Polyglot persistence

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Polyglot persistence is the concept of using different data storage technologies to handle different data storage needs within a given software application. Polyglot programming, a term coined by Neal Ford in 2006, expresses the idea that computer applications should be written in a mix of different programming languages, in order to take advantage of the fact that different languages are suitable for tackling different problems. Complex applications combine different types of problems, so picking the right language for each job may be more productive than trying to solve all aspects of the problem using a single language. This same concept can be applied to databases, that an application can communicate with different databases, using each for what it is best at to achieve an end goal, hence the term polyglot persistence.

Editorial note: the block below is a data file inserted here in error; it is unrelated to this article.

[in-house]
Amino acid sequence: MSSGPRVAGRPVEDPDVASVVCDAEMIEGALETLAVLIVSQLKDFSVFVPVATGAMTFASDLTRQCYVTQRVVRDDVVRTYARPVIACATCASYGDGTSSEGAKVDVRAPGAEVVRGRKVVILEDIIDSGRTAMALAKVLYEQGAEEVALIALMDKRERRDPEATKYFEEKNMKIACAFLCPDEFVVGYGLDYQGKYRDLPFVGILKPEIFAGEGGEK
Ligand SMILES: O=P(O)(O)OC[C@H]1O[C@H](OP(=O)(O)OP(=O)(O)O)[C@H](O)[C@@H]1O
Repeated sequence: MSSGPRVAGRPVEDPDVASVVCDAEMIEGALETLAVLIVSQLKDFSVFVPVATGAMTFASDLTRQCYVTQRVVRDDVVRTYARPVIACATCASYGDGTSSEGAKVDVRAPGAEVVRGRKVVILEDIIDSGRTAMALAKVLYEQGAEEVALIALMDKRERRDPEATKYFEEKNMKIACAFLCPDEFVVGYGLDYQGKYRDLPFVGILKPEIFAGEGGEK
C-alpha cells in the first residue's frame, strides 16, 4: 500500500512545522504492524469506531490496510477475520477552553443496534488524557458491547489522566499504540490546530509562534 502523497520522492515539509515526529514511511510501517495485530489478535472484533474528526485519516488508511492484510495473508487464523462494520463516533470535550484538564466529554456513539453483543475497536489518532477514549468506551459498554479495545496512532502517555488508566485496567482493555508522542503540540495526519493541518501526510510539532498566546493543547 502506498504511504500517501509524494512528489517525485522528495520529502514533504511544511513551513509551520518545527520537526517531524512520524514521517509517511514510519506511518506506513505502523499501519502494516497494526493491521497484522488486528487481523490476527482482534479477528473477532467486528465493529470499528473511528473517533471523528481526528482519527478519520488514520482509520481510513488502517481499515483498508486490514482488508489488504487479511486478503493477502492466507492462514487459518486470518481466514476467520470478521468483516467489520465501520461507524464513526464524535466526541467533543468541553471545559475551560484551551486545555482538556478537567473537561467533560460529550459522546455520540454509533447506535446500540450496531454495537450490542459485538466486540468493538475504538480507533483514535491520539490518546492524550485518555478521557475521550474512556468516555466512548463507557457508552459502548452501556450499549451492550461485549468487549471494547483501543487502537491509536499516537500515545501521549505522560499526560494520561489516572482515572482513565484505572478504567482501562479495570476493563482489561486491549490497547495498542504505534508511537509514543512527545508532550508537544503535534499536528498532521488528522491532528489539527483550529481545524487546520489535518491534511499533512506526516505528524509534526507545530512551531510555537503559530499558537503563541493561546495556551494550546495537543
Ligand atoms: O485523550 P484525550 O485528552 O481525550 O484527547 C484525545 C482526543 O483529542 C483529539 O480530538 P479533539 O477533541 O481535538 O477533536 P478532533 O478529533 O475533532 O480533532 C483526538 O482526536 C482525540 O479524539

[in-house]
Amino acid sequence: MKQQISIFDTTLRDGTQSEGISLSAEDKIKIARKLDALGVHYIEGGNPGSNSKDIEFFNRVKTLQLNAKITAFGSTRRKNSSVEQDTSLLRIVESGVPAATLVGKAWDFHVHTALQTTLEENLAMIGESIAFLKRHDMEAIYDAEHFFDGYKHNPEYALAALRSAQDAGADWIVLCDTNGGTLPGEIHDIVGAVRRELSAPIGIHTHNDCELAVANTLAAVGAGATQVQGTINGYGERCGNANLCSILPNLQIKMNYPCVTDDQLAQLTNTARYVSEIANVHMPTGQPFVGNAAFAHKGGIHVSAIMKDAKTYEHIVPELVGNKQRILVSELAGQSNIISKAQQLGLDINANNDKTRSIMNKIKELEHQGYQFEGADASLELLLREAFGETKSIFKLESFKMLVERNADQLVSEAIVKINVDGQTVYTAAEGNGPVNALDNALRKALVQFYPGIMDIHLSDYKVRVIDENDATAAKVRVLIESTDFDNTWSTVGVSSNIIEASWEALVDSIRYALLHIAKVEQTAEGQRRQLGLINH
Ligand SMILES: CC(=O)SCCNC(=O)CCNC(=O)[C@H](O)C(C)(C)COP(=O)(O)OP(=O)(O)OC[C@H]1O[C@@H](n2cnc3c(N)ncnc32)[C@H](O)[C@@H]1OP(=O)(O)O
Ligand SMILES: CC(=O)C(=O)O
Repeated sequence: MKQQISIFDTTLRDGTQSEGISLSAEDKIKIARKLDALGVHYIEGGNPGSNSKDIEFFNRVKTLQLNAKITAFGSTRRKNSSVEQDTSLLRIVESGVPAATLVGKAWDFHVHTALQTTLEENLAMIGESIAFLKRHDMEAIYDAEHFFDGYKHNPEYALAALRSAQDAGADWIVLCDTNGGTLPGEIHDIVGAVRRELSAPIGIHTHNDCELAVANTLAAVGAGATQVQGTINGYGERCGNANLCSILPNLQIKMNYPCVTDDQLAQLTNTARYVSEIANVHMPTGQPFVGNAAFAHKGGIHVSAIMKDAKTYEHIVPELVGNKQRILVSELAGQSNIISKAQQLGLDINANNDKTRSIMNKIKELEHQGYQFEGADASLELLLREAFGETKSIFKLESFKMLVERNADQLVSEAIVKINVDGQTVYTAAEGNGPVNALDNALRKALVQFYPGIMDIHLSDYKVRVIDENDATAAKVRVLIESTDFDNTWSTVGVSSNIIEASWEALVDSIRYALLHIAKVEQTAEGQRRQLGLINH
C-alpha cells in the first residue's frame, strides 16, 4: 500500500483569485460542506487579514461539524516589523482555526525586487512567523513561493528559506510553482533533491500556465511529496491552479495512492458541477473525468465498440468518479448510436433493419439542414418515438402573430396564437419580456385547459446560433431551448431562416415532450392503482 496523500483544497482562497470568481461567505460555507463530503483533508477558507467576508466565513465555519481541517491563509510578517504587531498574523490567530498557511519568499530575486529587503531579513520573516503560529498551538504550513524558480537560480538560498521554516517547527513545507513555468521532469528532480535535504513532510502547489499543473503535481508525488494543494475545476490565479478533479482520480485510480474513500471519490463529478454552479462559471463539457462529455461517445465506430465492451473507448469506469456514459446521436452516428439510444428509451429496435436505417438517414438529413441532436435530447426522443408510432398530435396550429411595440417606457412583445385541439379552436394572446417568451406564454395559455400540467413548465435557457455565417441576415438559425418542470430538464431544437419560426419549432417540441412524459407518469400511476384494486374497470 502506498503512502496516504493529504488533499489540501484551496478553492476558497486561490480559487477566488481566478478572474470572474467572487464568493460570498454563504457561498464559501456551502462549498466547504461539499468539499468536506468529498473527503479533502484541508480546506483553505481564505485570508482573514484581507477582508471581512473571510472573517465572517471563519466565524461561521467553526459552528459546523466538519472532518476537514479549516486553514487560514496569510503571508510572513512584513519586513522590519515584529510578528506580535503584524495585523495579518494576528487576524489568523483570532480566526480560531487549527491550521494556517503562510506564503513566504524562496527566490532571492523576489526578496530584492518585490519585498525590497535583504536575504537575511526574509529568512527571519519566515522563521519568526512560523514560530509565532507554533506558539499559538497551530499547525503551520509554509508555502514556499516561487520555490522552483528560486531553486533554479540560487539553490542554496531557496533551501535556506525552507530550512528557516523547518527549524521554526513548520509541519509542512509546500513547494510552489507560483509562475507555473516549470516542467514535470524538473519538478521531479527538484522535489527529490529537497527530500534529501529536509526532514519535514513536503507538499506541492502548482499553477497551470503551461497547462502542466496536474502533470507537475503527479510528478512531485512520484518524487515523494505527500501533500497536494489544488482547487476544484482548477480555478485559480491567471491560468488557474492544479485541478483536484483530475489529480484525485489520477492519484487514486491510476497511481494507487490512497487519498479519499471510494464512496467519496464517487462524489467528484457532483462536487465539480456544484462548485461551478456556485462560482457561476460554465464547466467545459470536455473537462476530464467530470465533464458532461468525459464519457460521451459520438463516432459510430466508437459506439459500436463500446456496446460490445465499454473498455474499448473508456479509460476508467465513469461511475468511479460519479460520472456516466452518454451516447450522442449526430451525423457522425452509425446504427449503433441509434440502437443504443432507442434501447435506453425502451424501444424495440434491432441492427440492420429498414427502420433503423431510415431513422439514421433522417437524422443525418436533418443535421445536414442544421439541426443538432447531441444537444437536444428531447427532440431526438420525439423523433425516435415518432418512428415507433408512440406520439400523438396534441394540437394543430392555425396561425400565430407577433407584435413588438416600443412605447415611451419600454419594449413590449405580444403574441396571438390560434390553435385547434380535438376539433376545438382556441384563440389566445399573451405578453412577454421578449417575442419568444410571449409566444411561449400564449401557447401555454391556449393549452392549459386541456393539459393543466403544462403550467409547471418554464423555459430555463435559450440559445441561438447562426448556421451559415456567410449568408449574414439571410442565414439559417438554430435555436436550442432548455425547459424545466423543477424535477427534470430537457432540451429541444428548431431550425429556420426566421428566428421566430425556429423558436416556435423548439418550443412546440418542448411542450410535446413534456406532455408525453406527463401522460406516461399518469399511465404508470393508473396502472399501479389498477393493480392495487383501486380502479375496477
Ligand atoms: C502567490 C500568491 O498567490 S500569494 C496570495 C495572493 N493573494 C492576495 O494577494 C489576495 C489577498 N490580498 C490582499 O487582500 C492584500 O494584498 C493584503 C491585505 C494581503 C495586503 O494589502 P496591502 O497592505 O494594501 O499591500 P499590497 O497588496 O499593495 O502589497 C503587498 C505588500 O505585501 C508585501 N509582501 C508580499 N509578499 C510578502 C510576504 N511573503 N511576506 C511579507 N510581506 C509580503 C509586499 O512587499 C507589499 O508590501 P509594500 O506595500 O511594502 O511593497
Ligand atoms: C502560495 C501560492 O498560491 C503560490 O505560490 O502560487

There are numerous databases available to solve different problems. Using a single database to satisfy all of a program's requirements can result in a non-performant, "jack of all trades, master of none" solution. Relational databases, for example, are good at enforcing relationships that exist between various data tables. To discover a relationship or to find data from different tables that belong to the same object, an SQL join operation can be used. This might work when the data is smaller in size, but becomes problematic when the data involved grows larger. A graph database might solve the problem of relationships in case of Big Data, but it might not solve the problem of database transactions, which are provided by RDBM systems. Instead, a NoSQL document database might be used to store unstructured data for that particular part of the problem. Thus different problems are solved by different database systems, all within the same application.

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